7 Top Priorities, Challenges & Opportunities for Endoscopy Centers: Now to 2014
Casey McFarland, MHA, is the administrator of Georgia Endoscopy Center in Alpharetta and Endoscopy Consultants in Atlanta. Susan Cheek, CPA, CASC, CHCC, is the administrator of Dallas Endoscopy Center and IV Anesthesia Services.
1. New partnerships. Strength in numbers is a powerful movement in healthcare. Many endoscopy centers, and ambulatory surgery centers in general, are weighing the benefits of independence against the security of partnering with a larger hospital or health system. Each center inhabits its own unique situation and niche in its market, but as healthcare continues to change now and in 2014, joint venture relationships become a relevant consideration, whether viewed as a challenge or opportunity, for endoscopy center leaders.
This year, Ms. McFarland led both of her centers through the transition of being purely physician-owned to partnering with Tenet Healthcare in a joint venture. Both endoscopy centers, owned by the same physicians, experienced the shift from independence to corporate-owned. This switch was huge from both the employee and business office perspective. The centers' employees had to switch to a new a payroll system, undergo orientation for new protocols and train for a new way of documentation, amongst other new processes.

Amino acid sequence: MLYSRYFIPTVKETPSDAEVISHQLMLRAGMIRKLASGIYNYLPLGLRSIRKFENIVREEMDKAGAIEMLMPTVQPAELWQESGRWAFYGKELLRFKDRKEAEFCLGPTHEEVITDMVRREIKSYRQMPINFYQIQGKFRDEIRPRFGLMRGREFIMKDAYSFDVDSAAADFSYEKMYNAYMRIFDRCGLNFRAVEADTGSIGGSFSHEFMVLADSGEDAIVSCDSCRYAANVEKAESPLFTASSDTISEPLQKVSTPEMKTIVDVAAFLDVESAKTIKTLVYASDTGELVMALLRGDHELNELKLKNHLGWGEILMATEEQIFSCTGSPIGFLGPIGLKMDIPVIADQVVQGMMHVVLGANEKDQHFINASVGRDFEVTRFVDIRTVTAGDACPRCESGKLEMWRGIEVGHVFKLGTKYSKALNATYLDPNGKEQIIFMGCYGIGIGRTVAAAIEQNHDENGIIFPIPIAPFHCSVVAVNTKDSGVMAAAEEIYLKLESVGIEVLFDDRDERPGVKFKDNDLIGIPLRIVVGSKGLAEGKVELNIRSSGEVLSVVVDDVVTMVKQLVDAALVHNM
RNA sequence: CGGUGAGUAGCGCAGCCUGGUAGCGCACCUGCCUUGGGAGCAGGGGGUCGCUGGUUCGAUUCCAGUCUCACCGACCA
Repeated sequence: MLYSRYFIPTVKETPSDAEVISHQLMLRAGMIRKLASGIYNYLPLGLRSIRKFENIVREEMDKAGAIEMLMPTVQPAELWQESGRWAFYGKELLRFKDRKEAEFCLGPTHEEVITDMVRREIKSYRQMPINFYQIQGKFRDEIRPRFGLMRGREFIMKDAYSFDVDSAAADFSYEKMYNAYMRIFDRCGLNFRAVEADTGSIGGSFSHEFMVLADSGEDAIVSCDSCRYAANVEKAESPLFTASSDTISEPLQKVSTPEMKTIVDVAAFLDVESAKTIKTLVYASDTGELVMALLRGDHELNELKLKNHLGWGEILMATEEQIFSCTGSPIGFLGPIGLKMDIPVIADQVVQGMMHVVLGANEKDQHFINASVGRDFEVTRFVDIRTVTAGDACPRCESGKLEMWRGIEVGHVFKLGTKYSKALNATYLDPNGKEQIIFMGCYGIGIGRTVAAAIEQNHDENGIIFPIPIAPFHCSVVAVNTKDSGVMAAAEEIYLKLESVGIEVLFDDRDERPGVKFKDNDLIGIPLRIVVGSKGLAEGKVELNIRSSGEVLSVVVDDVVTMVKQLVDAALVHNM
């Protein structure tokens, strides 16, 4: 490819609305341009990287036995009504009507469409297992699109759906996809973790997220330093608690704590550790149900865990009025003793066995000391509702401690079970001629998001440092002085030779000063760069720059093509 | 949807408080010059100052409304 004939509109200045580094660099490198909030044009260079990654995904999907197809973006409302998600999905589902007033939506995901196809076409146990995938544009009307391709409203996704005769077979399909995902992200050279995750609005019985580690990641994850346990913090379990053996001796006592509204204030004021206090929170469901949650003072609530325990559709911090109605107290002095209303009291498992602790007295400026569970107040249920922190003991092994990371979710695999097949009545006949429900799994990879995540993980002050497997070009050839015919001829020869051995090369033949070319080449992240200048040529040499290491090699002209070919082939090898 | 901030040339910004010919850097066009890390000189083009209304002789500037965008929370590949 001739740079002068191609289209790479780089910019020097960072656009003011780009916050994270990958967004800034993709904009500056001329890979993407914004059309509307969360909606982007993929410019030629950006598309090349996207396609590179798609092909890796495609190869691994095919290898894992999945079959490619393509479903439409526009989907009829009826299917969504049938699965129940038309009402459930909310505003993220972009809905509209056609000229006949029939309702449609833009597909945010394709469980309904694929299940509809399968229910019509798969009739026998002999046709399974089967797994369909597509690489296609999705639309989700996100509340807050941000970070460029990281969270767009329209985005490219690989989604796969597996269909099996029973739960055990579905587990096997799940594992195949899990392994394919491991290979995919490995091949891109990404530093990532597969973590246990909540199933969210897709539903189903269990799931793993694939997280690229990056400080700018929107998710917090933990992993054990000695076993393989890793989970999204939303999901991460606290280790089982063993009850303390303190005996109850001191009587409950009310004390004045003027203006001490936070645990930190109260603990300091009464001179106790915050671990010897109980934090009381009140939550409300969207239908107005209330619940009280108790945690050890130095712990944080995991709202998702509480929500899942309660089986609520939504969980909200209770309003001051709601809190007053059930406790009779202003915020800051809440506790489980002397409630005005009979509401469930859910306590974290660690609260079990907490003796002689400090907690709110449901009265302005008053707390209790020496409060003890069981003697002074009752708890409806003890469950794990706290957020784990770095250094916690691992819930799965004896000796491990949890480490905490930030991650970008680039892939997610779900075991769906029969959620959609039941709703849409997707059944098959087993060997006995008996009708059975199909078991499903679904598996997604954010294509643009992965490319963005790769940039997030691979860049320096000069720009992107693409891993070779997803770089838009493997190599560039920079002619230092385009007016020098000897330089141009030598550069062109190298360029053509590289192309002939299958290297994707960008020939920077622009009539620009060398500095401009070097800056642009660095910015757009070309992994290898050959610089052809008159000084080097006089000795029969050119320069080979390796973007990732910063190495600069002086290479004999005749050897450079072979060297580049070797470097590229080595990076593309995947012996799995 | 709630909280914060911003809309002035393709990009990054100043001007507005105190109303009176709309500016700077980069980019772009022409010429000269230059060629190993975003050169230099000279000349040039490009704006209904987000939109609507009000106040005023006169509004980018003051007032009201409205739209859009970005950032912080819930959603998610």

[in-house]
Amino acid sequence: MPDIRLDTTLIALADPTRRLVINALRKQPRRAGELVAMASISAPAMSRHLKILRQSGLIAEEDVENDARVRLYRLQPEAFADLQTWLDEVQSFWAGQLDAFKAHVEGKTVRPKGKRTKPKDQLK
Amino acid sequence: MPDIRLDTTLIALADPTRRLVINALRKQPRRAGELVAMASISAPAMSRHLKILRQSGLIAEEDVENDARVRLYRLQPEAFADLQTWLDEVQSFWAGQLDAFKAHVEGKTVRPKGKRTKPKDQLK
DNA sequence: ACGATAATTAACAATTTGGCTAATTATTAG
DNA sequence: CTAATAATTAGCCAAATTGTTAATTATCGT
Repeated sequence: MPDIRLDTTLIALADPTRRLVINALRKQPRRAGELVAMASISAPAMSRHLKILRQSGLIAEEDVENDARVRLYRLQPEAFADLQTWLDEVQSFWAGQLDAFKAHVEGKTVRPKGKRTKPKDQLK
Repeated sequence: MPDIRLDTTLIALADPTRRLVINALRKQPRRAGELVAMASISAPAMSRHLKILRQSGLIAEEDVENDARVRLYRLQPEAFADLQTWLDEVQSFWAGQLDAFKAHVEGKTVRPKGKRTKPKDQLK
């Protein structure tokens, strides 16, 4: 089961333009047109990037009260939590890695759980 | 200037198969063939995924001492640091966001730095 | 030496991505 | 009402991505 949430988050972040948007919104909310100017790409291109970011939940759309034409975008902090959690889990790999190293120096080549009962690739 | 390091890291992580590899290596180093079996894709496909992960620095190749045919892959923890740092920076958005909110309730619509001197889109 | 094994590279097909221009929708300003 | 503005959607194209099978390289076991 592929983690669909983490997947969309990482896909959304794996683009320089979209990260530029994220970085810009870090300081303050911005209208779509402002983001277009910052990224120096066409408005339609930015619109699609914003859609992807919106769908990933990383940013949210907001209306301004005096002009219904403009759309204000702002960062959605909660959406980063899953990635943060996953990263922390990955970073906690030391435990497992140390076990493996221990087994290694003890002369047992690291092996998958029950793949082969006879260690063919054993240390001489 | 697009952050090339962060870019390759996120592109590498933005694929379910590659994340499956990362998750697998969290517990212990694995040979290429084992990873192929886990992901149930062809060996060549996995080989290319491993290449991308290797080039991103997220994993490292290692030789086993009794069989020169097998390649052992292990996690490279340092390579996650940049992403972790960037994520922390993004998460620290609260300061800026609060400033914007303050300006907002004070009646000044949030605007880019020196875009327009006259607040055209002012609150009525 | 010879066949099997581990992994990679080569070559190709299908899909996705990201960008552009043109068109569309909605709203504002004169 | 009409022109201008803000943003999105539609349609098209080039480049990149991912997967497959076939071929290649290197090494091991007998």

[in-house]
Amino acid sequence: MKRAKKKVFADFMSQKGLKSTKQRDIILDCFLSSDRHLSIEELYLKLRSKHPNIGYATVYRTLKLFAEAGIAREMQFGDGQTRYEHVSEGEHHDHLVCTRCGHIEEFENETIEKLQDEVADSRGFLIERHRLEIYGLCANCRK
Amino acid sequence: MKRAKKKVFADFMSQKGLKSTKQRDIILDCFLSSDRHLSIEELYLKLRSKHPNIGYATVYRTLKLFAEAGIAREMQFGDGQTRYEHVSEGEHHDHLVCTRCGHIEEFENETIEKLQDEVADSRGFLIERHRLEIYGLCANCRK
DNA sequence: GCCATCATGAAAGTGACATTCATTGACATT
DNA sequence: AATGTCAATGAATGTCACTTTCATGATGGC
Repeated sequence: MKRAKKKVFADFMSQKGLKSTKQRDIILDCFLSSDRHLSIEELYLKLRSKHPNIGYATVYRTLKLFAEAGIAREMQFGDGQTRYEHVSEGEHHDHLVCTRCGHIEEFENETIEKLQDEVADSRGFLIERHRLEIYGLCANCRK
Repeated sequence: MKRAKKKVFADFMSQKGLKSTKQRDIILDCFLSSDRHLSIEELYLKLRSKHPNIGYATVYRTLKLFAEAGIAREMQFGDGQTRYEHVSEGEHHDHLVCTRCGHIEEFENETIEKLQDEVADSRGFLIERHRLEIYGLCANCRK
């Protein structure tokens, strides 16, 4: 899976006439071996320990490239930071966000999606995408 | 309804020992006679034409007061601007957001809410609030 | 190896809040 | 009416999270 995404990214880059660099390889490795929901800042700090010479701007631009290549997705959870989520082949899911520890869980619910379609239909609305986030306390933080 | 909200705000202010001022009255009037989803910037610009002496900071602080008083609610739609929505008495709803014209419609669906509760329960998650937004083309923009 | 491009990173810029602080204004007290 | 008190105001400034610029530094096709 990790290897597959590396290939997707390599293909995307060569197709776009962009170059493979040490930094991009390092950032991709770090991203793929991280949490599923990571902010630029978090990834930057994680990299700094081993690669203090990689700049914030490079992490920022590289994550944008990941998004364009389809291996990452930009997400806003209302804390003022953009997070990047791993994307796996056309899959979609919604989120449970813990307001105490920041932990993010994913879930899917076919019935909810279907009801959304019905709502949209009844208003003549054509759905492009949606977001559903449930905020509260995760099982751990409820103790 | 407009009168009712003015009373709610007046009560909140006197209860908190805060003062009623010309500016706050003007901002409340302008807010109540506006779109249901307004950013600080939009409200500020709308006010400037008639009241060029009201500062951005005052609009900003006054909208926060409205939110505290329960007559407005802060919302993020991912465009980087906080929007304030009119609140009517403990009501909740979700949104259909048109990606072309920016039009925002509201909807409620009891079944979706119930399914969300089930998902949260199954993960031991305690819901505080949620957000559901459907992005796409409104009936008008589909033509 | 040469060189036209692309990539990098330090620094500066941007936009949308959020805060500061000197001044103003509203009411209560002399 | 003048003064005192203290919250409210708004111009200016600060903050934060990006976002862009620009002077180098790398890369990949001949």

The business office learned an entirely new financial process, including a new A/R process. In the midst of the transition, the centers individually underwent an AAAHC recertification survey. "It was a big year," says Ms. McFarland.
2. Physician recruitment. Endoscopy centers have a slight advantage over other single specialty or multispecialty centers. Gastroenterology has largely shifted to the outpatient setting; though this is a plus for endoscopy centers, there is still a struggle to recruit new physicians. "We have room for expansion," says Ms. McFarland. "It is just a matter of always trying to add new partners to our group." Ms. McFarland's centers are on the verge of gaining a new gastroenterologist. He recently completed his fellowship. The need for recruitment is never immediate, but a continual effort yields results.
3. ICD-10. The deadline for ICD-10 implementation is Oct. 14 and that date looms large on endoscopy centers' 2014 calendars. The switch from ICD-9 represents an escalation in the number of codes and amount of detail required. "It is a high mountain to climb," says Ms. Cheek. Dallas Endoscopy Center has remained with the same EHR company, but switched to an entirely new product during the transition to ICD-10. The switch called for a significant capital investment and a great deal of staff training.
"Some things about a high-tech system places undue burden on the physicians themselves, but overall in the big scheme of healthcare we need to be moving there," says Ms. Cheek.